New research conducted by the University of Southern California and reported in Medical Daily provides further evidence that dental disease negatively affects the ability of children to perform well in school.
The study examined 1,500 children from low-income families in Los Angeles. The oral health of these children was analyzed in comparison to their academic achievement and attendance record. Not surprisingly, the children suffering from dental pain were four times more likely to have a lower grade point average compared to others. The study also showed the poor oral health leads to more school absences primarily because of a lack of access to dental care.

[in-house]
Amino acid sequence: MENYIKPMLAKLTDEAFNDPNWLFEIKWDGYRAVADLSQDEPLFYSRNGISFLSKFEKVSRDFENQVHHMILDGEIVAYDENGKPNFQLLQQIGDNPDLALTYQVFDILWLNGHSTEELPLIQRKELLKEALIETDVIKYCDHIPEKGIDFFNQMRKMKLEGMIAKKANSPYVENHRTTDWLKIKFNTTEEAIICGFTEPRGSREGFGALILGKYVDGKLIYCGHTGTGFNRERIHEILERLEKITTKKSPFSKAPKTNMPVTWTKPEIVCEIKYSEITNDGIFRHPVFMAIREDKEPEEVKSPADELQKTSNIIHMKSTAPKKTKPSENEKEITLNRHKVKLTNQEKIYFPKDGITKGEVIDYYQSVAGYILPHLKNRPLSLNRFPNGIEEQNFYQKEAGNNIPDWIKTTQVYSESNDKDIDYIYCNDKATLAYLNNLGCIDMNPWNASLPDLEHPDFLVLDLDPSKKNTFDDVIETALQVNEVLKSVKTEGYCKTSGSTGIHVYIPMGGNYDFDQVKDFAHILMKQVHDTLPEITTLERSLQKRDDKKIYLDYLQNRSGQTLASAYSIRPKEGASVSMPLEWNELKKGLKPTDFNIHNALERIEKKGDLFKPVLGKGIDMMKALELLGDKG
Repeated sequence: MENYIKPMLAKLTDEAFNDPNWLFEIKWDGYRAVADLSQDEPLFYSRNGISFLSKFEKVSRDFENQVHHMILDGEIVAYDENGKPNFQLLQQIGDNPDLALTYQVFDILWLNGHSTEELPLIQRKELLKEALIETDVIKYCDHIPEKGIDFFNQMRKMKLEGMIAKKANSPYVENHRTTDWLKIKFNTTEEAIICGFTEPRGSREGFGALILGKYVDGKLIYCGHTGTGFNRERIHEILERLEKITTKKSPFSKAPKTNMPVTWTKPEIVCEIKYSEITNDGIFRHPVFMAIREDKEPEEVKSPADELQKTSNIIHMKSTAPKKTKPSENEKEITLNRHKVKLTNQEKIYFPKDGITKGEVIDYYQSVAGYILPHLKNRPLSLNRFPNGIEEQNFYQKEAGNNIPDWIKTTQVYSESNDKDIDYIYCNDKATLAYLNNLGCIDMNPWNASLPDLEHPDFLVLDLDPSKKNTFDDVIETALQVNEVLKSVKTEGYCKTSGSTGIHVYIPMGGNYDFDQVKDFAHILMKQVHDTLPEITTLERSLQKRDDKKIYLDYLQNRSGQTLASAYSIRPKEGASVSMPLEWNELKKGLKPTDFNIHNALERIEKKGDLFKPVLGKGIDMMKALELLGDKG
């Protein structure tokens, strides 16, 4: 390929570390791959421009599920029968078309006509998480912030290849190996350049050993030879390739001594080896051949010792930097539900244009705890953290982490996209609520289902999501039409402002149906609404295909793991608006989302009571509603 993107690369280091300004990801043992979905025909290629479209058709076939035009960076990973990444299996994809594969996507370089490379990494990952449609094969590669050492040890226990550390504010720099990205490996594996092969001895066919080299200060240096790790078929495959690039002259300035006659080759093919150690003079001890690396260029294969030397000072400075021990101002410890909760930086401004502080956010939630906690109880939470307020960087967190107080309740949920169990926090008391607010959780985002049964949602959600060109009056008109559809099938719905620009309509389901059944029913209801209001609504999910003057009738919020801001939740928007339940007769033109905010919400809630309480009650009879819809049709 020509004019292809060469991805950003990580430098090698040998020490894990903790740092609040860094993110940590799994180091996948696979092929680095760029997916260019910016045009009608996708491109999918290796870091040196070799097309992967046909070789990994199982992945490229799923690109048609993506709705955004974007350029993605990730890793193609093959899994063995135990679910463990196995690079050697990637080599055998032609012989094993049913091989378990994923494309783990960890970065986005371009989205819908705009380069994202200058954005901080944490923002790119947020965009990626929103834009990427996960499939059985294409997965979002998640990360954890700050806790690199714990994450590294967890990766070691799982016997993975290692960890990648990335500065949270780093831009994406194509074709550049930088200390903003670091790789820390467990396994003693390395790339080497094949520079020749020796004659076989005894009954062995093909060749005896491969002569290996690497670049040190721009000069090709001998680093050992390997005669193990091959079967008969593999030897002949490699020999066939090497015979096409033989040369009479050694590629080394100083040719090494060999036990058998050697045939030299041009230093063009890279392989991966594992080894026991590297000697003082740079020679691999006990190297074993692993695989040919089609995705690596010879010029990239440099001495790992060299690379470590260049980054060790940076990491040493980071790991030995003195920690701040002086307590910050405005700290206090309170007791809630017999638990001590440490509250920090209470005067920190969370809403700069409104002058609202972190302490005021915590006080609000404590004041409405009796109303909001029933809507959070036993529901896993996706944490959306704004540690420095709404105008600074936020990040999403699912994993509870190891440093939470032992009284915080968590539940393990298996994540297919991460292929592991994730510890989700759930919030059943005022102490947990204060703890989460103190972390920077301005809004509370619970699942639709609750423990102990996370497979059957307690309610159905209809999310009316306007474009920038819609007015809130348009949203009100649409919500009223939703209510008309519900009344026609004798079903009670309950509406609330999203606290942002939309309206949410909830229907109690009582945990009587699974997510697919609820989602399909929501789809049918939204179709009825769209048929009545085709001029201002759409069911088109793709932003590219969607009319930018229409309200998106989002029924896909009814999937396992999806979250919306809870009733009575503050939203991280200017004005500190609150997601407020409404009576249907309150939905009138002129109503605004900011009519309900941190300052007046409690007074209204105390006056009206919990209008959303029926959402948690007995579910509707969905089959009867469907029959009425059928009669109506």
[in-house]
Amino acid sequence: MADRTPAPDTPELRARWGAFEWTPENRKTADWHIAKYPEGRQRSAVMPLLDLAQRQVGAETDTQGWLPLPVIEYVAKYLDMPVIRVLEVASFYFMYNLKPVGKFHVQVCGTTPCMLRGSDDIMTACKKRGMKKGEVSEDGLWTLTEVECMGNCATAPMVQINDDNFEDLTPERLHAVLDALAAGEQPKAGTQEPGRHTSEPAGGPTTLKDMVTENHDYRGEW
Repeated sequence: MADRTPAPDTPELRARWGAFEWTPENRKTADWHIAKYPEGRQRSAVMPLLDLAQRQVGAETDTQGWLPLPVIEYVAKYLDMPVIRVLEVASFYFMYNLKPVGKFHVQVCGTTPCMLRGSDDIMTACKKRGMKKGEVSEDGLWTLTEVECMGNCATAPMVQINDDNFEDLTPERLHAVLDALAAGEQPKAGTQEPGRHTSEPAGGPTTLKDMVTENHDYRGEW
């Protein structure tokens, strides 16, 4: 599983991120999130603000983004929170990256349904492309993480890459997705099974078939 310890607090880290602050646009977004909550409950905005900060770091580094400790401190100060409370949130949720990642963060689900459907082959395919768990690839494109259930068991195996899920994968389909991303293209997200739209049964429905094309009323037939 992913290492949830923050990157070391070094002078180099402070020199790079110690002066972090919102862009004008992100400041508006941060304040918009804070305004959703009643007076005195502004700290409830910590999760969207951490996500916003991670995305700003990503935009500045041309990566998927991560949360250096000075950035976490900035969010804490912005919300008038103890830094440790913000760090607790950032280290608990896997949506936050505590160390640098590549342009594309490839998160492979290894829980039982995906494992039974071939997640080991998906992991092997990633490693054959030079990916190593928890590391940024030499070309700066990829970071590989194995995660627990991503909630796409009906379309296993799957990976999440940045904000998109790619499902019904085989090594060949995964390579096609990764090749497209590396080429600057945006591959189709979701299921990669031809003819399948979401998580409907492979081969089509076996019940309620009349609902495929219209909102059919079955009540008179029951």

The study provides more proof that good oral health increases a child’s ability to thrive and do well in school. If we want children to succeed in school and in life, preventing dental disease and ensuring that children have access to dental care must be a priority.